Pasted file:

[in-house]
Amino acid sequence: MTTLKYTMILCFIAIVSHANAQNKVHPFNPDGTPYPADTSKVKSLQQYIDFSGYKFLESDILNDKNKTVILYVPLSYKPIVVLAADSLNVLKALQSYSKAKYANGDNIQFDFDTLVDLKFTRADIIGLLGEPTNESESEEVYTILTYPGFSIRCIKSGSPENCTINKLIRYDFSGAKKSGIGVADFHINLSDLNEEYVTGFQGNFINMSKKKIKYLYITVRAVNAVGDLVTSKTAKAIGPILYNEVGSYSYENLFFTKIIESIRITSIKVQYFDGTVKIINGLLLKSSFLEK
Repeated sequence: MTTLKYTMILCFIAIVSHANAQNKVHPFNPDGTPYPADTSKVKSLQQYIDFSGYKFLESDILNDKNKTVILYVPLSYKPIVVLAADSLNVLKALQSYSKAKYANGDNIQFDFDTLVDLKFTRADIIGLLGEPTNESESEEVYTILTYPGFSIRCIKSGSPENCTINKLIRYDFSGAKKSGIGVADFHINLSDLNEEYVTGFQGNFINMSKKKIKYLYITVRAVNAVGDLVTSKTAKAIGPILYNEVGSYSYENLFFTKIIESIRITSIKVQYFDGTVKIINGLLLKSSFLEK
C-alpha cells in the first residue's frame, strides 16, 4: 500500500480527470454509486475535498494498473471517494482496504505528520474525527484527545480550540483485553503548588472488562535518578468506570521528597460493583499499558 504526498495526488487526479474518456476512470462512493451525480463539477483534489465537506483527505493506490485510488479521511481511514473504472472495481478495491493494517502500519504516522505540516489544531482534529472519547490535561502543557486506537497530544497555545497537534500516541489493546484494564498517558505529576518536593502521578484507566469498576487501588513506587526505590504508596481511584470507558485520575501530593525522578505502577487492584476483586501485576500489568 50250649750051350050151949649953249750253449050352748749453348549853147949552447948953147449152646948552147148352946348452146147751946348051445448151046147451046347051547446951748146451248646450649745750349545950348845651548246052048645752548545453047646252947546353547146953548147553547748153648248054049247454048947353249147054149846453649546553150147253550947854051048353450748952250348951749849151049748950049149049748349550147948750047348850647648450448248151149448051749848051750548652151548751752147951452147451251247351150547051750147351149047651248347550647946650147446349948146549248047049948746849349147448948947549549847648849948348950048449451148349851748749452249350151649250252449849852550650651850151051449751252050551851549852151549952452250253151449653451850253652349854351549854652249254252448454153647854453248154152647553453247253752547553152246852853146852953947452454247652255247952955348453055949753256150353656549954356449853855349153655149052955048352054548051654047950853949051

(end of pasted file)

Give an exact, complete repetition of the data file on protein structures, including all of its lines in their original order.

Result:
[in-house]
Amino acid sequence: MTTLKYTMILCFIAIVSHANAQNKVHPFNPDGTPYPADTSKVKSLQQYIDFSGYKFLESDILNDKNKTVILYVPLSYKPIVVLAADSLNVLKALQSYSKAKYANGDNIQFDFDTLVDLKFTRADIIGLLGEPTNESESEEVYTILTYPGFSIRCIKSGSPENCTINKLIRYDFSGAKKSGIGVADFHINLSDLNEEYVTGFQGNFINMSKKKIKYLYITVRAVNAVGDLVTSKTAKAIGPILYNEVGSYSYENLFFTKIIESIRITSIKVQYFDGTVKIINGLLLKSSFLEK
Repeated sequence: MTTLKYTMILCFIAIVSHANAQNKVHPFNPDGTPYPADTSKVKSLQQYIDFSGYKFLESDILNDKNKTVILYVPLSYKPIVVLAADSLNVLKALQSYSKAKYANGDNIQFDFDTLVDLKFTRADIIGLLGEPTNESESEEVYTILTYPGFSIRCIKSGSPENCTINKLIRYDFSGAKKSGIGVADFHINLSDLNEEYVTGFQGNFINMSKKKIKYLYITVRAVNAVGDLVTSKTAKAIGPILYNEVGSYSYENLFFTKIIESIRITSIKVQYFDGTVKIINGLLLKSSFLEK
C-alpha cells in the first residue's frame, strides 16, 4: 500500500480527470454509486475535498494498473471517494482496504505528520474525527484527545480550540483485553503548588472488562535518578468506570521528597460493583499499558 504526498495526488487526479474518456476512470462512493451525480463539477483534489465537506483527505493506490485510488479521511481511514473504472472495481478495491493494517502500519504516522505540516489544531482534529472519547490535561502543557486506537497530544497555545497537534500516541489493546484494564498517558505529576518536593502521578484507566469498576487501588513506587526505590504508596481511584470507558485520575501530593525522578505502577487492584476483586501485576500489568 50250649750051350050151949649953249750253449050352748749453348549853147949552447948953147449152646948552147148352946348452146147751946348051445448151046147451046347051547446951748146451248646450649745750349545950348845651548246052048645752548545453047646252947546353547146953548147553547748153648248054049247454048947353249147054149846453649546553150147253550947854051048353450748952250348951749849151049748950049149049748349550147948750047348850647648450448248151149448051749848051750548652151548751752147951452147451251247351150547051750147351149047651248347550647946650147446349948146549248047049948746849349147448948947549549847648849948348950048449451148349851748749452249350151649250252449849852550650651850151051449751252050551851549852151549952452250253151449653451850253652349854351549854652249254252448454153647854453248154152647553453247253752547553152246852853146852953947452454247652255247952955348453055949753256150353656549954356449853855349153655149052955048352054548051654047950853949051